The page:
Revisit the Concept of Air

Reflecting on Air

  1. Immediately following the investigations above, ask your students to share their drawings.
  2. Begin with the cup investigation, and confirm that everyone drew or circled the same arrangement. (If different arrangements were chosen, ask someone to repeat those arrangements to test the wetness of the material in the bottom of the cup.)

How can you tell air is "something?"

Teaching and Learning Focus

In Investigation Question 1 students recognized that air affects other things, which is the result of the fact that it is matter. This simple procedure will help your students to understand that air is "something," that is, that like all matter it takes up space and can be contained. They will learn this by seeing that air takes up the space in a cup that is inverted in water such that objects in the cup do not get wet.

What is there between you and me?

Teaching and Learning Focus

These first investigations of weather offer a set of experiences and thoughtful discussions to help your students understand that air is matter that can be experienced and measured. Some of the measurements and observations your students make will be similar to those used by meteorologists to forecast the weather.

What is the difference between evaporation and condensation?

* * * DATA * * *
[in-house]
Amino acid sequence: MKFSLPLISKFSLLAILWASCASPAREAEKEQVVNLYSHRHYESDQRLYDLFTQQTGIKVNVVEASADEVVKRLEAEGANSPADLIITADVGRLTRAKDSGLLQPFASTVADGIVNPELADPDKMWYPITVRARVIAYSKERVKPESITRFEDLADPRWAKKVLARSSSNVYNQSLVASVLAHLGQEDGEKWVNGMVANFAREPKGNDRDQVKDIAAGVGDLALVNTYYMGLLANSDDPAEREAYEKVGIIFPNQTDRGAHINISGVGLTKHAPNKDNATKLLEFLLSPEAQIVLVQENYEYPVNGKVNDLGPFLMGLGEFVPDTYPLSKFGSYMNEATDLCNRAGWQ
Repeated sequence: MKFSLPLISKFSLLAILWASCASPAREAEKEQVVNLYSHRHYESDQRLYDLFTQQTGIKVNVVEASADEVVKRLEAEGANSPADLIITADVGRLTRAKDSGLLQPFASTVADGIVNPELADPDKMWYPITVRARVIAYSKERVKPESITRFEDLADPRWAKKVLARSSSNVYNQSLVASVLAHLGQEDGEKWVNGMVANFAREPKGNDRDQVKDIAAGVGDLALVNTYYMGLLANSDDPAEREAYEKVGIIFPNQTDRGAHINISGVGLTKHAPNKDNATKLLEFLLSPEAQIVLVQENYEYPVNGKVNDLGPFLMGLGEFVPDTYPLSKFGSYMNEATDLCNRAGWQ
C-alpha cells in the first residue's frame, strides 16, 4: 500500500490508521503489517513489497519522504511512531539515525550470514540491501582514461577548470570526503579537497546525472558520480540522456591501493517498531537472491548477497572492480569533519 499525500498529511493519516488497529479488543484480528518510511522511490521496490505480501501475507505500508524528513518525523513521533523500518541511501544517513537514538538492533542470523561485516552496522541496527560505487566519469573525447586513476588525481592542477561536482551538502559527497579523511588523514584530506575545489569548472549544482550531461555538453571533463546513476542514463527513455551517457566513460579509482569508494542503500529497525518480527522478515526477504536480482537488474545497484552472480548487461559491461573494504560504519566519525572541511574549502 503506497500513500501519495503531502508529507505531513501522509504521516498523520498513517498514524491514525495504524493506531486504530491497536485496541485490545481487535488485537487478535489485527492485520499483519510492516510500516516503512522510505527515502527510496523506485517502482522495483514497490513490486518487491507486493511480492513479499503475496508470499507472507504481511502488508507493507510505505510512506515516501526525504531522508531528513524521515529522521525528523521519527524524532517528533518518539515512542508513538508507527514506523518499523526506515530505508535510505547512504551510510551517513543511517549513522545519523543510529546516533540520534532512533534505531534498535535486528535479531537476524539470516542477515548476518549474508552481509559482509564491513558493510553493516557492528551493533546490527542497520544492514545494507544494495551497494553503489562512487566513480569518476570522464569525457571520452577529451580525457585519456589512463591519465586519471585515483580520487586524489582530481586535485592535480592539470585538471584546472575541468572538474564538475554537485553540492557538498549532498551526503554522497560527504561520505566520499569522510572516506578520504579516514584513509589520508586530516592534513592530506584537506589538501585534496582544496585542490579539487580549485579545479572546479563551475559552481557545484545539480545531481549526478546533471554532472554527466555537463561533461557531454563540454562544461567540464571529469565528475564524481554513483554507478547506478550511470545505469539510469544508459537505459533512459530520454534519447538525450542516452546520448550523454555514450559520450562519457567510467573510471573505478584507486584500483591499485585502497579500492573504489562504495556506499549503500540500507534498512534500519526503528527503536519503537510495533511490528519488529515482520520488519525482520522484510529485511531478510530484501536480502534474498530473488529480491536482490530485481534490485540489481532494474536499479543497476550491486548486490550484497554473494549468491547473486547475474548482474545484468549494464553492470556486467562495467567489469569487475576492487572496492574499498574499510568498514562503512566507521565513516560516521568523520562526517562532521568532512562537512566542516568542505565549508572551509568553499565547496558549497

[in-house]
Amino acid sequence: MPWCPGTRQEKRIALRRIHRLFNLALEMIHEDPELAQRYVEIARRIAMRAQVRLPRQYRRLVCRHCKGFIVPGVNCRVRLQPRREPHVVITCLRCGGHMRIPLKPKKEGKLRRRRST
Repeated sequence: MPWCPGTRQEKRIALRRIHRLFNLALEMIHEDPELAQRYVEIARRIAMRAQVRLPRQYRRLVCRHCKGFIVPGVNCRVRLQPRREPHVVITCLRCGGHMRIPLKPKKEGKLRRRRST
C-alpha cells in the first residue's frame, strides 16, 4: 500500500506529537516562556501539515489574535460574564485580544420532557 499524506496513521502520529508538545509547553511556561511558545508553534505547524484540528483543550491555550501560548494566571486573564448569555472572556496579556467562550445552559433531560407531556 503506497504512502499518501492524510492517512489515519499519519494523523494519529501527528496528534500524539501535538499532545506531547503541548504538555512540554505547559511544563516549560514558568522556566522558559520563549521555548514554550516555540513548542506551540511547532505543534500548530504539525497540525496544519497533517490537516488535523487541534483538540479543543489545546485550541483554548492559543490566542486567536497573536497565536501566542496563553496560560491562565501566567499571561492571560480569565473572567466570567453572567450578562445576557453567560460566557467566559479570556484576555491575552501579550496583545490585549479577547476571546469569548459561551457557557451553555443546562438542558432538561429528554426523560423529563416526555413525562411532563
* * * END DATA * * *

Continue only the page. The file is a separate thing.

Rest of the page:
Liquid water consists of water molecules that are held near each other by attractive forces but are still free to move around among one another. Also, water molecules have thermal energy, in the form of extremely fast vibrations. Water molecules at a water surface occasionally vibrate so strongly that they fly out into the air to become vapor. At the same time, water molecules in the air occasionally crash back onto the water surface to join the liquid water. These motions are occurring all the time at the water surface.

What is the water cycle?

A "closed system" consists of a container that allows energy, but not matter, to pass back and forth across the walls of the container. The Earth's atmosphere, oceans, and land surface act as an almost closed system. Water moves along a variety of pathways in this closed system. This system of movement is called the "water cycle."

How do scientists use radar and satellites to observe and predict weather?

Radar (radio detection and ranging) has become an important tool for observing and predicting the weather. Radar was invented and developed in Britain and the U.S. at the beginning of the Second World War. It was used to detect the approach of enemy airplanes. An antenna sends out radio waves. The waves are reflected from solids or liquids in the air and received back by the antenna. The radar equipment shows the position and distance of the objects. The results are shown on a screen. The screen is similar to the screen of a television or a computer monitor.


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